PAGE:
We are unlikely to see a repeat of the Great Depression anytime soon. The reason is that the Great Depression occurred during a time when the dominant economic model was one of Austrian economics, in which most economists thought the best strategy was to leave things alone and not print new money. When the Great Depression happened, there were basically none of the current banking regulations, stock speculation was rampant, and the US government more or less did nothing until Roosevelt.
However, we live in a very heavy Keynsian economic state. This means that when the economy starts to fail, as it did recently during Covid, or as it did during the 2008 financial crisis, the government tends to print a vast amount of money. For example, the US money supply increased by around 10% as a result of Covid. Or the vast amounts of money that were printed in 2008 to bail out the bankers.
While this is great news for the economy as a whole, it means that people who save up a lot of cash get crushed by the policy. Money is no longer linked to gold or any other assets, so it's basically worth whatever people are willing to provide for it. If there is more money in the economy, then it buys less "scarce stuff". For example, you can see the perpetual rise in the price of real estate, and the recent rise in the price of gold. Of course, items which can be mass-produced can scale to higher levels of production, and may be more resilient against the price adjustment. This makes inflation hard to measure accurately, but most economists agree it's at least 1-2%.
So while you may feel safe with an all-cash portfolio, the reality is you're losing purchasing power (you can buy less things) every single year. Even your 0.35% "high interest" savings account is losing money every year. (And just so you know, the bank is taking your money and lending it out to make a lot more money.) Most sources would recommend a 3-6 month period of time for savings, which should be ample time to find another job. Add up what you spend in a month and multiply by 3-6, and keep that in a cash equivalent as a safety net. For the rest of your portfolio, there are lots of things you can use your cash for to avoid inflation:
- Pay off any high interest debt. For example, credit cards. Never keep a balance on your card.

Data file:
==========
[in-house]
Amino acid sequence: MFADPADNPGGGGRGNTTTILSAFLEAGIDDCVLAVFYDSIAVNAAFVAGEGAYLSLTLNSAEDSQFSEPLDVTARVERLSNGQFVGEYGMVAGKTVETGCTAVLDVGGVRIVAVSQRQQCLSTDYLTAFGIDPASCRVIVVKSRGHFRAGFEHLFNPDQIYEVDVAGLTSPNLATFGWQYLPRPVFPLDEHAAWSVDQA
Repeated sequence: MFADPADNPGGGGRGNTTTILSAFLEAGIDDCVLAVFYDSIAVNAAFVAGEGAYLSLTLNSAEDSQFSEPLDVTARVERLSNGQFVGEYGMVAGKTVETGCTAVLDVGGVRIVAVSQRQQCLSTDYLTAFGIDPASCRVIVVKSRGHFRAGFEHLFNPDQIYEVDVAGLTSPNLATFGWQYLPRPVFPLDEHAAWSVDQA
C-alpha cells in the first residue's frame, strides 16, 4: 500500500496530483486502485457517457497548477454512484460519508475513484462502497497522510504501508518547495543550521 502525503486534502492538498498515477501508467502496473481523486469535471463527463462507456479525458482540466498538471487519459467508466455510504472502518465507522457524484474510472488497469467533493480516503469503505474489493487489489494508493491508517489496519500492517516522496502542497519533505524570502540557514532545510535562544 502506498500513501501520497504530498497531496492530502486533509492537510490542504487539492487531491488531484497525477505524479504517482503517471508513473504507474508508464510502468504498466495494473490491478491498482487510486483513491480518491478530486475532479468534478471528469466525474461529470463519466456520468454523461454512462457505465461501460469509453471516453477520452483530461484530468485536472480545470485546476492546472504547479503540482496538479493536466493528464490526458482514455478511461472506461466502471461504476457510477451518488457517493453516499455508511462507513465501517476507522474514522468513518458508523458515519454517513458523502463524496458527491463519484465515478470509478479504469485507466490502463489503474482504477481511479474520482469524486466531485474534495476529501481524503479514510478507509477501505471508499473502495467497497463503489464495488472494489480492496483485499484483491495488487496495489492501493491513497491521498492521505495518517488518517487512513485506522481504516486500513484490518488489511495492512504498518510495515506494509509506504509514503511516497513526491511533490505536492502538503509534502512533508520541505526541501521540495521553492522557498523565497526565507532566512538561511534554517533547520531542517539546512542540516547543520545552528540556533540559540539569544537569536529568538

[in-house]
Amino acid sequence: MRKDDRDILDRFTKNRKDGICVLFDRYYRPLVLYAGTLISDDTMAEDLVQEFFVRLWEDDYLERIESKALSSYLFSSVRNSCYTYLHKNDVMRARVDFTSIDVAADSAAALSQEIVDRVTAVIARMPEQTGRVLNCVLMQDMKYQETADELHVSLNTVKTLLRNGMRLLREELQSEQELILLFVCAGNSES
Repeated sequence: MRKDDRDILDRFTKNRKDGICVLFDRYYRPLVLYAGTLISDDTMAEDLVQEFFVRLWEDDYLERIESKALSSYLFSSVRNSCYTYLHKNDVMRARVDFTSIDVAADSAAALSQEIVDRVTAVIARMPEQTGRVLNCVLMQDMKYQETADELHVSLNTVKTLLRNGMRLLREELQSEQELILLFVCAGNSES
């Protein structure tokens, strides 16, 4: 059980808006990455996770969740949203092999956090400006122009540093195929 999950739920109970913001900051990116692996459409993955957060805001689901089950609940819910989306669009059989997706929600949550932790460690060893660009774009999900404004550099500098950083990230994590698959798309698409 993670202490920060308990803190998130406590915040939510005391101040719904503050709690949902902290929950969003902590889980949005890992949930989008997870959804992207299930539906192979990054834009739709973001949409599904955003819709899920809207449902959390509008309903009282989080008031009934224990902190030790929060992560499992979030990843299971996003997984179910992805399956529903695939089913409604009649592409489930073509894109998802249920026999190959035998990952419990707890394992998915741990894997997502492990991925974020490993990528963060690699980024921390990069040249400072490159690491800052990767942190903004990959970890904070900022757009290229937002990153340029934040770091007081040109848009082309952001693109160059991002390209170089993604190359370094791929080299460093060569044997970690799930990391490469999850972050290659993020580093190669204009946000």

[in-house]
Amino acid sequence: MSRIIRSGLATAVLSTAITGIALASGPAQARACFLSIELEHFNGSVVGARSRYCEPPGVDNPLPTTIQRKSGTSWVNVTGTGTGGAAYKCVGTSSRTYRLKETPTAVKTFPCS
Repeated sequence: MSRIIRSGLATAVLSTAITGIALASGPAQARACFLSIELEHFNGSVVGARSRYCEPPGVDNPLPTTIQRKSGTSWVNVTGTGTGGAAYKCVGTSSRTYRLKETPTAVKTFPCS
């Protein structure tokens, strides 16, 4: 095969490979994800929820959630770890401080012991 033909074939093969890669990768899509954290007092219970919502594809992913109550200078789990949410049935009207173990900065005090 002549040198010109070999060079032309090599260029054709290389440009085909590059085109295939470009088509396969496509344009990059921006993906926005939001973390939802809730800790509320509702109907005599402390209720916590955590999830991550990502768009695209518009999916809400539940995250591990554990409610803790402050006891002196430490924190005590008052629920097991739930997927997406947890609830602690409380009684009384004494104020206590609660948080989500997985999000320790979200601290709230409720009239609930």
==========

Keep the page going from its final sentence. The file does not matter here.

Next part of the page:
- Invest in yourself, such as going to school or attending courses/obtaining certifications that can improve your income earning potential. Or particular products that can increase your productivity. Make sure you can quantify the tangible benefit, and are picking the best value way to attain that benefit.
- Buy things in bulk that you know you'll need and use over the next year or two, if you can get a good deal. Because you pay taxes on all the money you make, a dollar saved is fairly equivalent to two dollars earned in the future.
- In a similar vein, see if you can do things to eliminate or reduce recurring expenses. A good rule of thumb is to multiply the annual cost by 10. If you can pay less than that upfront, it's probably worthwhile to do so.
- Real estate, if you know what you're doing to cash flow it, or you need a place to live. You can generally use mortgages if the interest rates are low as they are now. If you want to go this route, it's probably a good idea to network with people who are more knowledgeable.
- Stocks. You can own a portion of a company. Be sure to only invest in companies that you know and understand in detail. This can be tricky, so if you don't know, you can use an ETF to invest broadly for you.
- There are services that let you lend funds to small businesses. This gives a more consistent return, and you can lower the risk of default if you diversify among a lot of small businesses. There are also some organizations like Kiva where you can invest in small businesses in developing countries.
- Small business. If you have ideas for small businesses you want to start and run on the side, this can easily generate some additional income. Of course, do your research well and only move forward if there is definite demand for the product/service and you have a full understanding of how to excel in that market.
- Cryptocurrency, but only if you know what you're doing. It's very volatile and needs to be properly secured. But it is completely protected against inflation by the finite supply. Be careful not to buy when everyone is talking about it, or to do dollar cost averaging (buying smaller amount regularly) if you're not sure.
- Gold and silver. If you have access to a physically secure area to store it, it can be worthwhile to purchase some precious metals. Keep in mind these are more of a store of value, and don't actually generate a return. On that vein, you can also look at mining stocks.
- Some people would say you can buy art and collectibles, but this is of course something that would require significant research first.
The best strategy for everyone is going to be different - and the advice of most of the wealthiest people will tell you that you never put all your eggs in one basket, but also that you only need a small handful of right decisions to make it to a healthy financial state. Take the time to research everything, and do so in detail. A large loss can be very hard to recover from, but on the other hand a good strategy will compound in a very powerful manner. Never ever make a rush decision. Never ever do an investment or purchase you don't understand. Part of the return comes from risk. You can almost always find a way to invest less or to learn more.
Hope this helps! Good luck!